The two-block downtown plaza is composed of a series of integrated public exposition spaces that serve as flexible outdoor vendor, market, and activity spaces. These spaces and uses provide the Waterloo Convention Center with needed outdoor event space as well as other civic program uses such as farmers markets, auto shows, sports shows, and festival event space. Spaces complement the public market building in a building renovated as part of the original Expo project. The building now houses Verve Kombucha Kitchen & Bar. Complementary streetscape renovations surrounding the Expo site were installed in conjunction with the $4.5 million Expo Plaza development, and the site serves as the visual front door and connection with the Waterloo Riverwalk.
The design incorporates irrigated event lawns and vibrant brick plaza areas to hold events. Specialty lighting and banner features provide color and event signage while acting as sources of power throughout the site. A series of sign and light towers equipped with programmable LED lighting draw visitors to and through the site and serve as gateways to the Riverwalk amenities beyond.
Sullivan Brothers Plaza
In May 2021, the Five Sullivan Brothers Convention Center changed names to the Waterloo Convention Center. The name change was unanimously approved by City Council to provide easier recognition. The plaza surrounding the center was named the Sullivan Brothers Plaza. The five Sullivan brothers from Waterloo died in November 1942 when the ship USS Juneau sank off Guadalcanal during World War II. The City worked with the Sullivan family to develop plans for this new plaza.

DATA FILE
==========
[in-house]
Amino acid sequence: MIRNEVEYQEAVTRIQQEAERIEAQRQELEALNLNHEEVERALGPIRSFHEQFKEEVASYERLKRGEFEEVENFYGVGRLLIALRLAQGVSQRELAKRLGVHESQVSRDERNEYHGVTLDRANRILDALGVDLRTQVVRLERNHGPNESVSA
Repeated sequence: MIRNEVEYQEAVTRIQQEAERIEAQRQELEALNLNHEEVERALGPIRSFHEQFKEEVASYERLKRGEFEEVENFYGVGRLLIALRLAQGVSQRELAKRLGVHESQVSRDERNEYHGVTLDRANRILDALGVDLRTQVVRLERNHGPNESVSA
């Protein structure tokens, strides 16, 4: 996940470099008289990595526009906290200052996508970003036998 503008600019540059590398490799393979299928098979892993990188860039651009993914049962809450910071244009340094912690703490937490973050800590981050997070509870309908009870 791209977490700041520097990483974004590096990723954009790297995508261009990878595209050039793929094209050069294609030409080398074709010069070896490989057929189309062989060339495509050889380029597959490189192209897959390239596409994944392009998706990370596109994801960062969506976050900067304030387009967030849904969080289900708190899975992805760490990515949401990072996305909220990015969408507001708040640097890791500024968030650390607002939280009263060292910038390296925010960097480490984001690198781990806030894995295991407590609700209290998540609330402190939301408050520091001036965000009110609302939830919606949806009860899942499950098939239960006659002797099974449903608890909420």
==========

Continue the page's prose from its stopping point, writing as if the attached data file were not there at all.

In 2021, two colorful murals were painted on a pair of buildings parallel with the frontage road along Washington Street and visible from the U.S. Highway 218 overpass. Inspired by Iowa’s natural landscape, prairies, and native plant species, the welcoming paintings are meant to serve as an informal gateway into downtown Waterloo. The project was a partnership between the city of Waterloo and the Iowa Initiative for Sustainable Communities, a program of the University of Iowa Office of Outreach and Engagement. The Waterloo Center for the Arts worked with U of I students in the College of Art & Art History to design and install the public art murals meant to reflect the values, stories, and identity of Waterloo.
Former Chicago, Rock Island, and Pacific Railroad Depot